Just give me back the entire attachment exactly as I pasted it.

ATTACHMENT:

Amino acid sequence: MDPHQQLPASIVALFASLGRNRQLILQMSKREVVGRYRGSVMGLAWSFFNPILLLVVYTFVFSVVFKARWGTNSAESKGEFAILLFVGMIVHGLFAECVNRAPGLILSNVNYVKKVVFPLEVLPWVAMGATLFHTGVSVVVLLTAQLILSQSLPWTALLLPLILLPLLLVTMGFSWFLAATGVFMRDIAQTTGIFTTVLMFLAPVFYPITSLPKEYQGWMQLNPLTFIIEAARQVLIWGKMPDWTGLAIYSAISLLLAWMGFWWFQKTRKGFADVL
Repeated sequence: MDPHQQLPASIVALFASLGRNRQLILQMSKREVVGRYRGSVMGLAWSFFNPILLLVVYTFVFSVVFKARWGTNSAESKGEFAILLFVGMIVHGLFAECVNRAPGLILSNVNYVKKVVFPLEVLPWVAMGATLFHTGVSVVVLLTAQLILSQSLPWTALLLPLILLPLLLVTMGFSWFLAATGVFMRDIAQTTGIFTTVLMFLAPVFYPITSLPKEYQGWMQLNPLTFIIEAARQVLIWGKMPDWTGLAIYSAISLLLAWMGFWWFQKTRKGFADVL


Amino acid sequence: MDPHQQLPASIVALFASLGRNRQLILQMSKREVVGRYRGSVMGLAWSFFNPILLLVVYTFVFSVVFKARWGTNSAESKGEFAILLFVGMIVHGLFAECVNRAPGLILSNVNYVKKVVFPLEVLPWVAMGATLFHTGVSVVVLLTAQLILSQSLPWTALLLPLILLPLLLVTMGFSWFLAATGVFMRDIAQTTGIFTTVLMFLAPVFYPITSLPKEYQGWMQLNPLTFIIEAARQVLIWGKMPDWTGLAIYSAISLLLAWMGFWWFQKTRKGFADVL
Repeated sequence: MDPHQQLPASIVALFASLGRNRQLILQMSKREVVGRYRGSVMGLAWSFFNPILLLVVYTFVFSVVFKARWGTNSAESKGEFAILLFVGMIVHGLFAECVNRAPGLILSNVNYVKKVVFPLEVLPWVAMGATLFHTGVSVVVLLTAQLILSQSLPWTALLLPLILLPLLLVTMGFSWFLAATGVFMRDIAQTTGIFTTVLMFLAPVFYPITSLPKEYQGWMQLNPLTFIIEAARQVLIWGKMPDWTGLAIYSAISLLLAWMGFWWFQKTRKGFADVL